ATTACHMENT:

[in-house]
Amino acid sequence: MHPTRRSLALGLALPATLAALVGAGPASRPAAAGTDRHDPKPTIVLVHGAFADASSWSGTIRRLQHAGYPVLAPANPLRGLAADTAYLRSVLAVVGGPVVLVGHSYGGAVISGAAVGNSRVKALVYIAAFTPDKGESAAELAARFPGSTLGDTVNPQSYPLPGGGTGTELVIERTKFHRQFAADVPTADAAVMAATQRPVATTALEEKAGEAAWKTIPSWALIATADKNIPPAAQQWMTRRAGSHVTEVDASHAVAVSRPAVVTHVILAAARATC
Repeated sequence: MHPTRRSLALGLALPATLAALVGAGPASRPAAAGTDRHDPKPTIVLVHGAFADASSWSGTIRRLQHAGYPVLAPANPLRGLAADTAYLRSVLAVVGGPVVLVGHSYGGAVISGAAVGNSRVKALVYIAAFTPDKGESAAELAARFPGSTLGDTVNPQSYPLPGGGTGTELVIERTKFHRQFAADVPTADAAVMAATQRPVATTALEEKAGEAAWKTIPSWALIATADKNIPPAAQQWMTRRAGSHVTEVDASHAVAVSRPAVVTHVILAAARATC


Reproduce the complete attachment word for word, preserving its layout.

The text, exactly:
[in-house]
Amino acid sequence: MHPTRRSLALGLALPATLAALVGAGPASRPAAAGTDRHDPKPTIVLVHGAFADASSWSGTIRRLQHAGYPVLAPANPLRGLAADTAYLRSVLAVVGGPVVLVGHSYGGAVISGAAVGNSRVKALVYIAAFTPDKGESAAELAARFPGSTLGDTVNPQSYPLPGGGTGTELVIERTKFHRQFAADVPTADAAVMAATQRPVATTALEEKAGEAAWKTIPSWALIATADKNIPPAAQQWMTRRAGSHVTEVDASHAVAVSRPAVVTHVILAAARATC
Repeated sequence: MHPTRRSLALGLALPATLAALVGAGPASRPAAAGTDRHDPKPTIVLVHGAFADASSWSGTIRRLQHAGYPVLAPANPLRGLAADTAYLRSVLAVVGGPVVLVGHSYGGAVISGAAVGNSRVKALVYIAAFTPDKGESAAELAARFPGSTLGDTVNPQSYPLPGGGTGTELVIERTKFHRQFAADVPTADAAVMAATQRPVATTALEEKAGEAAWKTIPSWALIATADKNIPPAAQQWMTRRAGSHVTEVDASHAVAVSRPAVVTHVILAAARATC